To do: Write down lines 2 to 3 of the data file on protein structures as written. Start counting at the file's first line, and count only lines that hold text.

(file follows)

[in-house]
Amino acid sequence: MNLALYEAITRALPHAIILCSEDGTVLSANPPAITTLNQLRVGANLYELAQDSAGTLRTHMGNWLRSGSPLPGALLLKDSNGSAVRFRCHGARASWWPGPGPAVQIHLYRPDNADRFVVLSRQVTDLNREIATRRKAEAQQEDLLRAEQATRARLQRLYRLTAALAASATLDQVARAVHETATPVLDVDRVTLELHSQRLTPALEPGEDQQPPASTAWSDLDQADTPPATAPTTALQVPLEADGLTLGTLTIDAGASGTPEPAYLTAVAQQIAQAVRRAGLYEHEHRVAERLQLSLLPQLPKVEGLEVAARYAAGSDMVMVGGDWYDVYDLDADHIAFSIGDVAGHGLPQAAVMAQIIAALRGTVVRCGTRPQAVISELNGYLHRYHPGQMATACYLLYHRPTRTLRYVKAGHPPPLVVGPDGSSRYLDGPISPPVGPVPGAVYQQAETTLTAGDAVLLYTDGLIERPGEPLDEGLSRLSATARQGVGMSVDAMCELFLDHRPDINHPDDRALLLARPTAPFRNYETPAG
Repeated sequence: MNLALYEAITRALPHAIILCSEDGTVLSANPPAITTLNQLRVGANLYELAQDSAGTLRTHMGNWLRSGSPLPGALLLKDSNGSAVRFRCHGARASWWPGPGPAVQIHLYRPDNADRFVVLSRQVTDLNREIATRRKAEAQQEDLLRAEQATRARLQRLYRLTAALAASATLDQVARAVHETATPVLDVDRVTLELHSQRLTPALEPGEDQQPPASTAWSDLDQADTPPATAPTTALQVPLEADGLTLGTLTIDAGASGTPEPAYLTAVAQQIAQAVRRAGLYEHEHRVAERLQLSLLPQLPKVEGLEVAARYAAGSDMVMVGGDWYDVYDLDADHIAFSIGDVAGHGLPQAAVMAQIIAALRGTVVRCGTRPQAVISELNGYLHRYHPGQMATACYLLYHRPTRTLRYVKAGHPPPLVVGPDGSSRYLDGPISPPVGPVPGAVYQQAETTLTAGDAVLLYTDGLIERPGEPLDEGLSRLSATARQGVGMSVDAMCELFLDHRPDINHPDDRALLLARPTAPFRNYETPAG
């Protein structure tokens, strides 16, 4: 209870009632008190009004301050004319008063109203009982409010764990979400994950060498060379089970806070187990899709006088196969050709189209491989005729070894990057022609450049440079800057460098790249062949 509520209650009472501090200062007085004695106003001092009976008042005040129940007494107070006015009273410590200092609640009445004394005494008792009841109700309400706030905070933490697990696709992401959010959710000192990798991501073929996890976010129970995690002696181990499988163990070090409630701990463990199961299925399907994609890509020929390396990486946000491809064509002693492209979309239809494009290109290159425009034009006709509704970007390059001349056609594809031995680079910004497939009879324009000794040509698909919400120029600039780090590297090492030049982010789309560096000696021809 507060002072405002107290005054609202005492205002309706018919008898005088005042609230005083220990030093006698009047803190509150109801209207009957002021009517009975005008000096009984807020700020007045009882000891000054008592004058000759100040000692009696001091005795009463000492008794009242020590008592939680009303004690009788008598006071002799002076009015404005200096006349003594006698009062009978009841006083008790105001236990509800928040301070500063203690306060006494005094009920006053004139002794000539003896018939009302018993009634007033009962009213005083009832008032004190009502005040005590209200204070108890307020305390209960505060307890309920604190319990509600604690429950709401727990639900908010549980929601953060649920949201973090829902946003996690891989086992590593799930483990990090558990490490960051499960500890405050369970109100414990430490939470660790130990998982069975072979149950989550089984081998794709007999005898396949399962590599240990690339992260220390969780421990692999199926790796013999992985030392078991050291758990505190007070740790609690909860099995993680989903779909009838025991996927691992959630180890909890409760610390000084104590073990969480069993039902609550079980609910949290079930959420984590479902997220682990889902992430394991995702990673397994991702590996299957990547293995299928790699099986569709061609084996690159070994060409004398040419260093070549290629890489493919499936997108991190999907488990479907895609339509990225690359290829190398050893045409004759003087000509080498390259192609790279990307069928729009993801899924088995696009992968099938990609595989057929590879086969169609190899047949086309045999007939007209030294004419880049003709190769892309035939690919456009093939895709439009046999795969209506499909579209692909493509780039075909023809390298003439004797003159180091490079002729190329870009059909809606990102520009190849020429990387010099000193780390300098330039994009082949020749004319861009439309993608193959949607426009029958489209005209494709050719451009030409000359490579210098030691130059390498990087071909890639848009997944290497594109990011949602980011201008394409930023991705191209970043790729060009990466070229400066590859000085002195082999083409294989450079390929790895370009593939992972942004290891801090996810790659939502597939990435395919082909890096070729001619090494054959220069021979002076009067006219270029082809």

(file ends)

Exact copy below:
Amino acid sequence: MNLALYEAITRALPHAIILCSEDGTVLSANPPAITTLNQLRVGANLYELAQDSAGTLRTHMGNWLRSGSPLPGALLLKDSNGSAVRFRCHGARASWWPGPGPAVQIHLYRPDNADRFVVLSRQVTDLNREIATRRKAEAQQEDLLRAEQATRARLQRLYRLTAALAASATLDQVARAVHETATPVLDVDRVTLELHSQRLTPALEPGEDQQPPASTAWSDLDQADTPPATAPTTALQVPLEADGLTLGTLTIDAGASGTPEPAYLTAVAQQIAQAVRRAGLYEHEHRVAERLQLSLLPQLPKVEGLEVAARYAAGSDMVMVGGDWYDVYDLDADHIAFSIGDVAGHGLPQAAVMAQIIAALRGTVVRCGTRPQAVISELNGYLHRYHPGQMATACYLLYHRPTRTLRYVKAGHPPPLVVGPDGSSRYLDGPISPPVGPVPGAVYQQAETTLTAGDAVLLYTDGLIERPGEPLDEGLSRLSATARQGVGMSVDAMCELFLDHRPDINHPDDRALLLARPTAPFRNYETPAG
Repeated sequence: MNLALYEAITRALPHAIILCSEDGTVLSANPPAITTLNQLRVGANLYELAQDSAGTLRTHMGNWLRSGSPLPGALLLKDSNGSAVRFRCHGARASWWPGPGPAVQIHLYRPDNADRFVVLSRQVTDLNREIATRRKAEAQQEDLLRAEQATRARLQRLYRLTAALAASATLDQVARAVHETATPVLDVDRVTLELHSQRLTPALEPGEDQQPPASTAWSDLDQADTPPATAPTTALQVPLEADGLTLGTLTIDAGASGTPEPAYLTAVAQQIAQAVRRAGLYEHEHRVAERLQLSLLPQLPKVEGLEVAARYAAGSDMVMVGGDWYDVYDLDADHIAFSIGDVAGHGLPQAAVMAQIIAALRGTVVRCGTRPQAVISELNGYLHRYHPGQMATACYLLYHRPTRTLRYVKAGHPPPLVVGPDGSSRYLDGPISPPVGPVPGAVYQQAETTLTAGDAVLLYTDGLIERPGEPLDEGLSRLSATARQGVGMSVDAMCELFLDHRPDINHPDDRALLLARPTAPFRNYETPAG